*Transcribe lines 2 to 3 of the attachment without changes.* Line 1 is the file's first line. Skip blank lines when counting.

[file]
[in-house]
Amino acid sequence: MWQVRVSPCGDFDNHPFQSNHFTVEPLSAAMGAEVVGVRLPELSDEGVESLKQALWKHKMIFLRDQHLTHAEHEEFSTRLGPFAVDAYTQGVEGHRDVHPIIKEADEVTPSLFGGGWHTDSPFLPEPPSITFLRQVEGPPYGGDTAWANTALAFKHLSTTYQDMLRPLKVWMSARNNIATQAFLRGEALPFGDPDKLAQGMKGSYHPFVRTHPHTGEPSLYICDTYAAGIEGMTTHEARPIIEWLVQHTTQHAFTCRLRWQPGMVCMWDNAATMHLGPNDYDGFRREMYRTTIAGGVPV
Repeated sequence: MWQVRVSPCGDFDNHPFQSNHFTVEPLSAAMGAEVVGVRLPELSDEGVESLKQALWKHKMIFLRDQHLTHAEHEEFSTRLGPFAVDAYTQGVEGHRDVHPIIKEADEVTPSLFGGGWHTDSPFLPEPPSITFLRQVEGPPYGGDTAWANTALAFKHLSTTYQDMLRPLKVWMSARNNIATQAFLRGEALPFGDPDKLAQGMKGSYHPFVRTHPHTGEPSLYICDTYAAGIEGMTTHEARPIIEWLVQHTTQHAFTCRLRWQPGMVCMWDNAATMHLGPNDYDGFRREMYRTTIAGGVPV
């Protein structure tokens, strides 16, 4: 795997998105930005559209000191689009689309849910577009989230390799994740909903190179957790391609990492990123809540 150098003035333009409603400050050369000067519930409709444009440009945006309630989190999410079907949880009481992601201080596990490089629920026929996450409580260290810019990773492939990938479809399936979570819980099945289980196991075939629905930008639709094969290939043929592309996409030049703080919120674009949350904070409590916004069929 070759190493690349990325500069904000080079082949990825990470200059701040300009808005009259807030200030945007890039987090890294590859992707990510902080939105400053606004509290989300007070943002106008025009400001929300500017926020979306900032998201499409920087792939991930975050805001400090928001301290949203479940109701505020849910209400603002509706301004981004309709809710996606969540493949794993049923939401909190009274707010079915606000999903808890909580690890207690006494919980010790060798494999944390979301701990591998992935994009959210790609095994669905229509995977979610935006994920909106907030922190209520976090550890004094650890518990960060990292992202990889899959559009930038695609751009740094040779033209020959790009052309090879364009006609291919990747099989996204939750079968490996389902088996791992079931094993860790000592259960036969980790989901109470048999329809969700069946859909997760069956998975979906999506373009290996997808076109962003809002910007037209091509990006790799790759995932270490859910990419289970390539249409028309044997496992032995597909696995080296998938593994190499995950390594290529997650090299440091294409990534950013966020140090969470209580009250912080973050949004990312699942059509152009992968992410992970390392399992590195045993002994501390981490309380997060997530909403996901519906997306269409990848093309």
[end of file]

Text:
Amino acid sequence: MWQVRVSPCGDFDNHPFQSNHFTVEPLSAAMGAEVVGVRLPELSDEGVESLKQALWKHKMIFLRDQHLTHAEHEEFSTRLGPFAVDAYTQGVEGHRDVHPIIKEADEVTPSLFGGGWHTDSPFLPEPPSITFLRQVEGPPYGGDTAWANTALAFKHLSTTYQDMLRPLKVWMSARNNIATQAFLRGEALPFGDPDKLAQGMKGSYHPFVRTHPHTGEPSLYICDTYAAGIEGMTTHEARPIIEWLVQHTTQHAFTCRLRWQPGMVCMWDNAATMHLGPNDYDGFRREMYRTTIAGGVPV
Repeated sequence: MWQVRVSPCGDFDNHPFQSNHFTVEPLSAAMGAEVVGVRLPELSDEGVESLKQALWKHKMIFLRDQHLTHAEHEEFSTRLGPFAVDAYTQGVEGHRDVHPIIKEADEVTPSLFGGGWHTDSPFLPEPPSITFLRQVEGPPYGGDTAWANTALAFKHLSTTYQDMLRPLKVWMSARNNIATQAFLRGEALPFGDPDKLAQGMKGSYHPFVRTHPHTGEPSLYICDTYAAGIEGMTTHEARPIIEWLVQHTTQHAFTCRLRWQPGMVCMWDNAATMHLGPNDYDGFRREMYRTTIAGGVPV